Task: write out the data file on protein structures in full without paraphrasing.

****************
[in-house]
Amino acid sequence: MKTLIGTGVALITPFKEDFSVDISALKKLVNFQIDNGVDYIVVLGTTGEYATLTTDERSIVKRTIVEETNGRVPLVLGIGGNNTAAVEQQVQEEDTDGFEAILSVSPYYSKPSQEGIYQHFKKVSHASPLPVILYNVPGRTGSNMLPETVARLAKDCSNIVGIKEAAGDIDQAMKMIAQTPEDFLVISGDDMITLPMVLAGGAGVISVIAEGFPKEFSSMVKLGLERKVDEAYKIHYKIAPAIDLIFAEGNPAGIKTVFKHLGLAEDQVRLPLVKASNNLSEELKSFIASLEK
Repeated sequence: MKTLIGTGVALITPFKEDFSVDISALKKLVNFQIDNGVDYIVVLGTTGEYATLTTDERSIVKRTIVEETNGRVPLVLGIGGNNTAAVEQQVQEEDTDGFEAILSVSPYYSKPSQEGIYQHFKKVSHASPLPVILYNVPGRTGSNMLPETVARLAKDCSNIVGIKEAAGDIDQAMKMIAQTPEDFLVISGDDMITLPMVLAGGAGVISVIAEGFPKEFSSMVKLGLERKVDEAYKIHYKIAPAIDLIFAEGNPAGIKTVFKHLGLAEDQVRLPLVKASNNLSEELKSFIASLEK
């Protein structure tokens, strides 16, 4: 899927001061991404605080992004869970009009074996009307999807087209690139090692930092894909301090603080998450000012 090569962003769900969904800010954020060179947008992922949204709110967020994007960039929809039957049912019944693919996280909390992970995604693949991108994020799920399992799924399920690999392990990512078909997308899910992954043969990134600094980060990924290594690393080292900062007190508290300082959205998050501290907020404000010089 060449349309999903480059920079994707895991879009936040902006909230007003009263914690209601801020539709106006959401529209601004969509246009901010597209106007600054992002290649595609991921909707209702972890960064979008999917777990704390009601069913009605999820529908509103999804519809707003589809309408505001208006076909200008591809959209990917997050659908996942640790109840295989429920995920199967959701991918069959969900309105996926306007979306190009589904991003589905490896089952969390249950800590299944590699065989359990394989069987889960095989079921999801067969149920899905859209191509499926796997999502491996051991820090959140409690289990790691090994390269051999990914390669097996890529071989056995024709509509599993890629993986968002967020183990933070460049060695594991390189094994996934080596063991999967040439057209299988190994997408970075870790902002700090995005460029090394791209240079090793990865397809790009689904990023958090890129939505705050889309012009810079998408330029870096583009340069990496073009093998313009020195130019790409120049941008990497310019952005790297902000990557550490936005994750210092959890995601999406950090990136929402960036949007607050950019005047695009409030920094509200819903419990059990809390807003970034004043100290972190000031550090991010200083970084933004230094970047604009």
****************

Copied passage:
[in-house]
Amino acid sequence: MKTLIGTGVALITPFKEDFSVDISALKKLVNFQIDNGVDYIVVLGTTGEYATLTTDERSIVKRTIVEETNGRVPLVLGIGGNNTAAVEQQVQEEDTDGFEAILSVSPYYSKPSQEGIYQHFKKVSHASPLPVILYNVPGRTGSNMLPETVARLAKDCSNIVGIKEAAGDIDQAMKMIAQTPEDFLVISGDDMITLPMVLAGGAGVISVIAEGFPKEFSSMVKLGLERKVDEAYKIHYKIAPAIDLIFAEGNPAGIKTVFKHLGLAEDQVRLPLVKASNNLSEELKSFIASLEK
Repeated sequence: MKTLIGTGVALITPFKEDFSVDISALKKLVNFQIDNGVDYIVVLGTTGEYATLTTDERSIVKRTIVEETNGRVPLVLGIGGNNTAAVEQQVQEEDTDGFEAILSVSPYYSKPSQEGIYQHFKKVSHASPLPVILYNVPGRTGSNMLPETVARLAKDCSNIVGIKEAAGDIDQAMKMIAQTPEDFLVISGDDMITLPMVLAGGAGVISVIAEGFPKEFSSMVKLGLERKVDEAYKIHYKIAPAIDLIFAEGNPAGIKTVFKHLGLAEDQVRLPLVKASNNLSEELKSFIASLEK
């Protein structure tokens, strides 16, 4: 899927001061991404605080992004869970009009074996009307999807087209690139090692930092894909301090603080998450000012 090569962003769900969904800010954020060179947008992922949204709110967020994007960039929809039957049912019944693919996280909390992970995604693949991108994020799920399992799924399920690999392990990512078909997308899910992954043969990134600094980060990924290594690393080292900062007190508290300082959205998050501290907020404000010089 060449349309999903480059920079994707895991879009936040902006909230007003009263914690209601801020539709106006959401529209601004969509246009901010597209106007600054992002290649595609991921909707209702972890960064979008999917777990704390009601069913009605999820529908509103999804519809707003589809309408505001208006076909200008591809959209990917997050659908996942640790109840295989429920995920199967959701991918069959969900309105996926306007979306190009589904991003589905490896089952969390249950800590299944590699065989359990394989069987889960095989079921999801067969149920899905859209191509499926796997999502491996051991820090959140409690289990790691090994390269051999990914390669097996890529071989056995024709509509599993890629993986968002967020183990933070460049060695594991390189094994996934080596063991999967040439057209299988190994997408970075870790902002700090995005460029090394791209240079090793990865397809790009689904990023958090890129939505705050889309012009810079998408330029870096583009340069990496073009093998313009020195130019790409120049941008990497310019952005790297902000990557550490936005994750210092959890995601999406950090990136929402960036949007607050950019005047695009409030920094509200819903419990059990809390807003970034004043100290972190000031550090991010200083970084933004230094970047604009």